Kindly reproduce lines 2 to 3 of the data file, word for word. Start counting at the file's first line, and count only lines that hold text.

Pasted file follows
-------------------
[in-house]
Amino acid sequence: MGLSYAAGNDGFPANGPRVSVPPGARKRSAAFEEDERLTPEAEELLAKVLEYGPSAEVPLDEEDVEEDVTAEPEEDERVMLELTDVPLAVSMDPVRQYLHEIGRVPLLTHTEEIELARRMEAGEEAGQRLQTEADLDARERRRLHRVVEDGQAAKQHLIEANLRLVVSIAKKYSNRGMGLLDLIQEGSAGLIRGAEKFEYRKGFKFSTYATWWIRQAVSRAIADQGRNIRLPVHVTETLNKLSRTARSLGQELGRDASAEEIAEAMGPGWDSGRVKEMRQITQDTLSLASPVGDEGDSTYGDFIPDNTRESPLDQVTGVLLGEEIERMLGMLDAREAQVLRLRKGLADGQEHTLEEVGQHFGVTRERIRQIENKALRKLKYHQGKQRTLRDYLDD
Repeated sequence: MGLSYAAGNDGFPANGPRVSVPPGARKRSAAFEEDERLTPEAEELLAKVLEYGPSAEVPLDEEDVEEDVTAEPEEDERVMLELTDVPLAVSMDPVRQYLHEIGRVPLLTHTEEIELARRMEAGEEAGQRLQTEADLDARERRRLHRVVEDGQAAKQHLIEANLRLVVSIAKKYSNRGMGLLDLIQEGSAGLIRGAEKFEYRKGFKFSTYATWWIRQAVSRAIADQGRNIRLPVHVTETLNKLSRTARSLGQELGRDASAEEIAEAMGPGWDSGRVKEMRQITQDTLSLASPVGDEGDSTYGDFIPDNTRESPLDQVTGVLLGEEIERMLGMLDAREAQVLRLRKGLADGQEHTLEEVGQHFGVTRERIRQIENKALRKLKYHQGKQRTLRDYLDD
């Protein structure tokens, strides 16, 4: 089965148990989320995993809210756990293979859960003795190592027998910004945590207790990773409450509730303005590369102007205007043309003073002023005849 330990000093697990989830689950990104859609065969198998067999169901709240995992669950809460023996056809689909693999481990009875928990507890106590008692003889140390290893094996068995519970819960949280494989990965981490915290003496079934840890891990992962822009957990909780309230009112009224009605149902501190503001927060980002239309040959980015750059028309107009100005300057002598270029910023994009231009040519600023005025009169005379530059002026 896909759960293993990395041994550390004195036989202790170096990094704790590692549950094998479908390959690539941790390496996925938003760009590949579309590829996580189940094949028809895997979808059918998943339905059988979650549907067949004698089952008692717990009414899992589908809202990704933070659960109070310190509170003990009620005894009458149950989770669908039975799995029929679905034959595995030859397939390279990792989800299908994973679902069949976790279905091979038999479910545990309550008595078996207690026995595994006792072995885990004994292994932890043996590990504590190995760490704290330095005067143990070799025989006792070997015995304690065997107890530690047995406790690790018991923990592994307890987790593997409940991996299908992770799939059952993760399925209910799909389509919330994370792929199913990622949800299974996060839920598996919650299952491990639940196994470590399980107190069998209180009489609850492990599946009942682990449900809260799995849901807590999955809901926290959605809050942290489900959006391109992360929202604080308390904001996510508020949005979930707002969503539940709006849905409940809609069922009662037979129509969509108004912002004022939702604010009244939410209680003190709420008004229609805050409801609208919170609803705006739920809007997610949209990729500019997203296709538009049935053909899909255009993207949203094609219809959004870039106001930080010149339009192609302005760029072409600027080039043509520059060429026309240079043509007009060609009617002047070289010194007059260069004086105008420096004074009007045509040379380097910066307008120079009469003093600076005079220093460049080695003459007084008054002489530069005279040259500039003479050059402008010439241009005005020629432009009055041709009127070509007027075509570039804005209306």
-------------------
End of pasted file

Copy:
Amino acid sequence: MGLSYAAGNDGFPANGPRVSVPPGARKRSAAFEEDERLTPEAEELLAKVLEYGPSAEVPLDEEDVEEDVTAEPEEDERVMLELTDVPLAVSMDPVRQYLHEIGRVPLLTHTEEIELARRMEAGEEAGQRLQTEADLDARERRRLHRVVEDGQAAKQHLIEANLRLVVSIAKKYSNRGMGLLDLIQEGSAGLIRGAEKFEYRKGFKFSTYATWWIRQAVSRAIADQGRNIRLPVHVTETLNKLSRTARSLGQELGRDASAEEIAEAMGPGWDSGRVKEMRQITQDTLSLASPVGDEGDSTYGDFIPDNTRESPLDQVTGVLLGEEIERMLGMLDAREAQVLRLRKGLADGQEHTLEEVGQHFGVTRERIRQIENKALRKLKYHQGKQRTLRDYLDD
Repeated sequence: MGLSYAAGNDGFPANGPRVSVPPGARKRSAAFEEDERLTPEAEELLAKVLEYGPSAEVPLDEEDVEEDVTAEPEEDERVMLELTDVPLAVSMDPVRQYLHEIGRVPLLTHTEEIELARRMEAGEEAGQRLQTEADLDARERRRLHRVVEDGQAAKQHLIEANLRLVVSIAKKYSNRGMGLLDLIQEGSAGLIRGAEKFEYRKGFKFSTYATWWIRQAVSRAIADQGRNIRLPVHVTETLNKLSRTARSLGQELGRDASAEEIAEAMGPGWDSGRVKEMRQITQDTLSLASPVGDEGDSTYGDFIPDNTRESPLDQVTGVLLGEEIERMLGMLDAREAQVLRLRKGLADGQEHTLEEVGQHFGVTRERIRQIENKALRKLKYHQGKQRTLRDYLDD